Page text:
Japan PM 'sorry' over Tokyo lawmaker's sexist jeering

Japan PM 'sorry' over Tokyo lawmaker's sexist jeering
Akihiro Suzuki (R), a member of the Tokyo metropolitan assembly, bows to Ayaka Shiomura, a fellow assembly member, to apologize for his sexist jeer during a recent event, at Tokyo city hall on June 23, 2014. Suzuki, a member of Japanese Prime Minister Shinzo Abe's ruling party, admitted on June 23 he had been responsible for a sexist taunt shouted at the young assemblywoman in a debate on motherhood. The episode, which took place on June 17, has undermined Abe's repeated appeals for Japan to boost the role of its under-employed women and encourage them into more senior positions. Suzuki had previously repeatedly denied shouting the taunt.

TOKYO - Japanese Prime Minister Shinzo Abe broke a nearly week-long silence Tuesday and apologised for sexist taunts shouted by a party member at a young Tokyo assemblywoman.

The apology, issued to the male head of the woman's opposition party, came hours after Abe published a blog on the importance of improving the low rate of female workplace participation in Japan.

In the post, the prime minister called for women to "shine" but made no mention of the episode.

Tokyo assemblyman Akihiro Suzuki, 51, on Monday admitted he had yelled "Why don't you get married?" at Ayaka Shiomura, 35, when she was speaking in the chamber last week during a debate on motherhood.

After days of denials, Suzuki said he was responsible and apologised to Shiomura as he resigned his membership of Abe's ruling Liberal Democratic Party (LDP).

Hours after Suzuki's apology his office was pelted with eggs and his Facebook page was flooded with comments critical of his behaviour. He was also vilified on Twitter.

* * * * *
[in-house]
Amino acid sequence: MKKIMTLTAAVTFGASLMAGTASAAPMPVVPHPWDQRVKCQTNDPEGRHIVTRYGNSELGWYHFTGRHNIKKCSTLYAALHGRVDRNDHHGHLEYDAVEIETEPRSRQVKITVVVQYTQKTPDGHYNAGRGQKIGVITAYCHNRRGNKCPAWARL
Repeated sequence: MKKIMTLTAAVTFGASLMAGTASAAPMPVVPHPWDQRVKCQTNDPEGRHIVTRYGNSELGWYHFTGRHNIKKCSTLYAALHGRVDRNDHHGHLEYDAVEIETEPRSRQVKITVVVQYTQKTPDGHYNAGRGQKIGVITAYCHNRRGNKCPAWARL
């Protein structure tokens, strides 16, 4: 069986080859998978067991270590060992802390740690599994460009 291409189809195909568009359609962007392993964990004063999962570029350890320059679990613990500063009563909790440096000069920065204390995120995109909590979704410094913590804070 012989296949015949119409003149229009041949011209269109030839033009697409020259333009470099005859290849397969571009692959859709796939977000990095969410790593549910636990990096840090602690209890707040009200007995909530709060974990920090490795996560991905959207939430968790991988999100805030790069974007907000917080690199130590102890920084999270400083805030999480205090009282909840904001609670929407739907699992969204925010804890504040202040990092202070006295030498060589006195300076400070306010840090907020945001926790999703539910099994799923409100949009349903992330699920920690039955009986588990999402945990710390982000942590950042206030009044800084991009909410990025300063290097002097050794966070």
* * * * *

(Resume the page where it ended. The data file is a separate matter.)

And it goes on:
Shiomura was questioning senior figures in the Tokyo city administration on plans to help current and future mothers, when abuse erupted from seats occupied by LDP members.

Suzuki's shout was captured on tape, while some of those in the chamber said they had also heard laughter and taunts such as "Are you not able to have a baby?" Shiomura told foreign reporters in Tokyo on Tuesday that other assembly members had also joined in the jeering in a chamber that she said did not actively support women.

"I believe the assembly could successfully implement policies by increasing the number of female lawmakers and listening to their voices," she said.

Japan has one of the lowest rates of female workforce participation in the developed world, and most economists agree it badly needs to boost the number of working women.

But a lack of childcare facilities, poor career support and deeply entrenched sexism are blamed for keeping women at home.

Abe has made great play of his desire to level the gender playing field, making numerous speeches on the subject over recent months.

In his blog post, published Tuesday, he wrote: "The government will actively support women, regardless of whether they are currently at work or home, to play more active roles." His apology, delivered Tuesday to Your Party leader Keiichiro Asao, did not directly address the nature of the incident.

"Sorry for the inconvenience at the Tokyo assembly," he told Asao during a round of greetings to each party leader at the end of the parliamentary session.

Several hours later, Shiomura said she had not been told of the prime minister's intervention.

"I would like to hear his opinion," she told reporters.

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